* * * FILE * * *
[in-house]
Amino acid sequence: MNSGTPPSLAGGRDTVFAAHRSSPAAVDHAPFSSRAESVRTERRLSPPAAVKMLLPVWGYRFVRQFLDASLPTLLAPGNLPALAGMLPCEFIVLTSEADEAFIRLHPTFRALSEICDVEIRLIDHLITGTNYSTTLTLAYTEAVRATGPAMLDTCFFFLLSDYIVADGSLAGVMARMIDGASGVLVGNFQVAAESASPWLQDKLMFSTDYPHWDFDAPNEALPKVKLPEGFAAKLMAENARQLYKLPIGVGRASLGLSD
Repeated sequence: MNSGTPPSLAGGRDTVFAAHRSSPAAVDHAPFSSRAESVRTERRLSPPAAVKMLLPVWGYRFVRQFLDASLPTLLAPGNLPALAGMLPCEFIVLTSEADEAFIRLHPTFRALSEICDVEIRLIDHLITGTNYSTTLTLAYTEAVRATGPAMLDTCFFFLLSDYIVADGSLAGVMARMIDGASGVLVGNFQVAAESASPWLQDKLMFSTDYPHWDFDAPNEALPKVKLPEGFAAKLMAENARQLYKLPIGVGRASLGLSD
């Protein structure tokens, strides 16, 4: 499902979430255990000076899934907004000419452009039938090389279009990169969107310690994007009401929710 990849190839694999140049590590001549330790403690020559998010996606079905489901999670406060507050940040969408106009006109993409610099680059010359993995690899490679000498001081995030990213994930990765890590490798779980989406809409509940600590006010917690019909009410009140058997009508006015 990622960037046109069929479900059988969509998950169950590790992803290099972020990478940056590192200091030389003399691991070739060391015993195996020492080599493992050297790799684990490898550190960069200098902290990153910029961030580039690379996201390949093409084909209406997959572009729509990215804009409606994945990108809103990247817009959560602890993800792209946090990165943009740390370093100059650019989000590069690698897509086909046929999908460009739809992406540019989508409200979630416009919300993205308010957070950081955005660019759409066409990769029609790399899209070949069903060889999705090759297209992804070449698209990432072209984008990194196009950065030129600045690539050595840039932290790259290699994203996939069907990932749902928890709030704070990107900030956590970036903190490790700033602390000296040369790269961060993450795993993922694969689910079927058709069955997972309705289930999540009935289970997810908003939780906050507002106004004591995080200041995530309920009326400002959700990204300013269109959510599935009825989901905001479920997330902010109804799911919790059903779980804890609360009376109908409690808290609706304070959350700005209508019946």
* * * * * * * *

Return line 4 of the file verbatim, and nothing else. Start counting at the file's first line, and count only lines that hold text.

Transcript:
């Protein structure tokens, strides 16, 4: 499902979430255990000076899934907004000419452009039938090389279009990169969107310690994007009401929710 990849190839694999140049590590001549330790403690020559998010996606079905489901999670406060507050940040969408106009006109993409610099680059010359993995690899490679000498001081995030990213994930990765890590490798779980989406809409509940600590006010917690019909009410009140058997009508006015 990622960037046109069929479900059988969509998950169950590790992803290099972020990478940056590192200091030389003399691991070739060391015993195996020492080599493992050297790799684990490898550190960069200098902290990153910029961030580039690379996201390949093409084909209406997959572009729509990215804009409606994945990108809103990247817009959560602890993800792209946090990165943009740390370093100059650019989000590069690698897509086909046929999908460009739809992406540019989508409200979630416009919300993205308010957070950081955005660019759409066409990769029609790399899209070949069903060889999705090759297209992804070449698209990432072209984008990194196009950065030129600045690539050595840039932290790259290699994203996939069907990932749902928890709030704070990107900030956590970036903190490790700033602390000296040369790269961060993450795993993922694969689910079927058709069955997972309705289930999540009935289970997810908003939780906050507002106004004591995080200041995530309920009326400002959700990204300013269109959510599935009825989901905001479920997330902010109804799911919790059903779980804890609360009376109908409690808290609706304070959350700005209508019946």